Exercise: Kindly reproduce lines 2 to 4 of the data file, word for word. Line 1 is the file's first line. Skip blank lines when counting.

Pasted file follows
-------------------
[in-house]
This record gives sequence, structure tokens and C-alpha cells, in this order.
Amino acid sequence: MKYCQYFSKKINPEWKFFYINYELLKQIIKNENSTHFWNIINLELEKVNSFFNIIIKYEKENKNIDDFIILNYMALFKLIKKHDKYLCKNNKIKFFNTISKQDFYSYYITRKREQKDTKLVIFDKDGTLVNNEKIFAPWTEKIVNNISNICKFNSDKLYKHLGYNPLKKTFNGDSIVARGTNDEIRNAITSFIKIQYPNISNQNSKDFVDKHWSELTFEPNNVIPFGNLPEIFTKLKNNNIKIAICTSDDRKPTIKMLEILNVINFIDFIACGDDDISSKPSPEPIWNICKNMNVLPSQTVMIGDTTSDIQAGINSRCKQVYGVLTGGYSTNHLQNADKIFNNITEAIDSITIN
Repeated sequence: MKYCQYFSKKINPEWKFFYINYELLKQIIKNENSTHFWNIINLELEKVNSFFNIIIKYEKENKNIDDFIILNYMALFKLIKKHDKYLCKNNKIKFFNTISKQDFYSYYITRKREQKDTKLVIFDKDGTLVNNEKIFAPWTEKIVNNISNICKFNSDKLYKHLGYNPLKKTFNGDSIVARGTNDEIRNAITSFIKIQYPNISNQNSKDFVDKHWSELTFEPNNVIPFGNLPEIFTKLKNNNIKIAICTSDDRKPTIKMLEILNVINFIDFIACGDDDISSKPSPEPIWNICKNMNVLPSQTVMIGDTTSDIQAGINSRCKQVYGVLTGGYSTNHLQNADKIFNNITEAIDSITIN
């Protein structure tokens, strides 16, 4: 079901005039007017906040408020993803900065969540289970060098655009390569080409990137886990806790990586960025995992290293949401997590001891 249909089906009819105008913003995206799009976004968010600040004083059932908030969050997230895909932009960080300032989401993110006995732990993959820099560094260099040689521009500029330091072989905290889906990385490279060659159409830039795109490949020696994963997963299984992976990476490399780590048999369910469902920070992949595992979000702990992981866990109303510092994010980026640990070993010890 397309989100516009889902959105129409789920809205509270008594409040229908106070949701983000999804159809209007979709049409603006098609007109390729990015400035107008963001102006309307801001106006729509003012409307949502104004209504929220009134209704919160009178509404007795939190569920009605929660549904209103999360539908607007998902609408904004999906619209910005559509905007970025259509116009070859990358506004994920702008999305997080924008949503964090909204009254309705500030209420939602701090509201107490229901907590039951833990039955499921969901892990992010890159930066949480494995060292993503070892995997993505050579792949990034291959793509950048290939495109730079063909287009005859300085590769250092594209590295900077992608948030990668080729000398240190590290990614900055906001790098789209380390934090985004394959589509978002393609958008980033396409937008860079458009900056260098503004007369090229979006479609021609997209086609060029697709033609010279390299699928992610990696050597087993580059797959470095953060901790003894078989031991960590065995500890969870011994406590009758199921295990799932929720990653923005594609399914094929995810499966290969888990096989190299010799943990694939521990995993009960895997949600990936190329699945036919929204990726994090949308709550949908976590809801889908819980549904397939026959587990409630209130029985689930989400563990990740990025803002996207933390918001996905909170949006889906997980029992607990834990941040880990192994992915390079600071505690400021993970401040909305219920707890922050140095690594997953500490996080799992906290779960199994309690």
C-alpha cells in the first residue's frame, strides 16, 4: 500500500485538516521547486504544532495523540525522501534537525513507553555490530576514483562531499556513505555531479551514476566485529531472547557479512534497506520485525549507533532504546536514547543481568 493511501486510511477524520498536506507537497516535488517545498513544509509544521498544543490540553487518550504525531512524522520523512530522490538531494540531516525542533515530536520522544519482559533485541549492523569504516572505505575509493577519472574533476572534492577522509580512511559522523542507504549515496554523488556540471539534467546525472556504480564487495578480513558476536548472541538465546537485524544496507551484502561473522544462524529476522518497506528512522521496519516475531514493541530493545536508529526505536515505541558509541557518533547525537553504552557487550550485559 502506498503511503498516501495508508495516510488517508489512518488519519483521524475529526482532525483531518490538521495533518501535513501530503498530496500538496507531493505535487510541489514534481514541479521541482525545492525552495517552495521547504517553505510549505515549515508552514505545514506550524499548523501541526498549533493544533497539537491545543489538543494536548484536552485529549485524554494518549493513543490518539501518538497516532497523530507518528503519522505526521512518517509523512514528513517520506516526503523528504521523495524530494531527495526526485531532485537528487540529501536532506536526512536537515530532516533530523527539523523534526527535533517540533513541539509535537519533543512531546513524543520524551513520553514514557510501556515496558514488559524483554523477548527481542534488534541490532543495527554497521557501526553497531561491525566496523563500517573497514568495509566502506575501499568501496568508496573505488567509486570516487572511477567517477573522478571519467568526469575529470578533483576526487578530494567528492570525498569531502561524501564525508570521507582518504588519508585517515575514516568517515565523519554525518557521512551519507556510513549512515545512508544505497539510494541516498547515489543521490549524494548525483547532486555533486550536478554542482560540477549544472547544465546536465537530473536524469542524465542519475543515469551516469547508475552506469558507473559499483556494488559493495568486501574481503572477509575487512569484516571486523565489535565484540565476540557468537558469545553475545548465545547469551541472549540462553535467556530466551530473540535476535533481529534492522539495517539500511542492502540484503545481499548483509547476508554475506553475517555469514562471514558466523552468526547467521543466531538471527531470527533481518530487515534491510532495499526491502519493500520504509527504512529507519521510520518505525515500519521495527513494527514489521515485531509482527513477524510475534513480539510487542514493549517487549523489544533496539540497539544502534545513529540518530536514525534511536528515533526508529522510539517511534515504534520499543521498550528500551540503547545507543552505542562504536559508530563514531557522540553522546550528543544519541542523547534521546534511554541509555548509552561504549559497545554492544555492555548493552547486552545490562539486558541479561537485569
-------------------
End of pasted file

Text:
This record gives sequence, structure tokens and C-alpha cells, in this order.
Amino acid sequence: MKYCQYFSKKINPEWKFFYINYELLKQIIKNENSTHFWNIINLELEKVNSFFNIIIKYEKENKNIDDFIILNYMALFKLIKKHDKYLCKNNKIKFFNTISKQDFYSYYITRKREQKDTKLVIFDKDGTLVNNEKIFAPWTEKIVNNISNICKFNSDKLYKHLGYNPLKKTFNGDSIVARGTNDEIRNAITSFIKIQYPNISNQNSKDFVDKHWSELTFEPNNVIPFGNLPEIFTKLKNNNIKIAICTSDDRKPTIKMLEILNVINFIDFIACGDDDISSKPSPEPIWNICKNMNVLPSQTVMIGDTTSDIQAGINSRCKQVYGVLTGGYSTNHLQNADKIFNNITEAIDSITIN
Repeated sequence: MKYCQYFSKKINPEWKFFYINYELLKQIIKNENSTHFWNIINLELEKVNSFFNIIIKYEKENKNIDDFIILNYMALFKLIKKHDKYLCKNNKIKFFNTISKQDFYSYYITRKREQKDTKLVIFDKDGTLVNNEKIFAPWTEKIVNNISNICKFNSDKLYKHLGYNPLKKTFNGDSIVARGTNDEIRNAITSFIKIQYPNISNQNSKDFVDKHWSELTFEPNNVIPFGNLPEIFTKLKNNNIKIAICTSDDRKPTIKMLEILNVINFIDFIACGDDDISSKPSPEPIWNICKNMNVLPSQTVMIGDTTSDIQAGINSRCKQVYGVLTGGYSTNHLQNADKIFNNITEAIDSITIN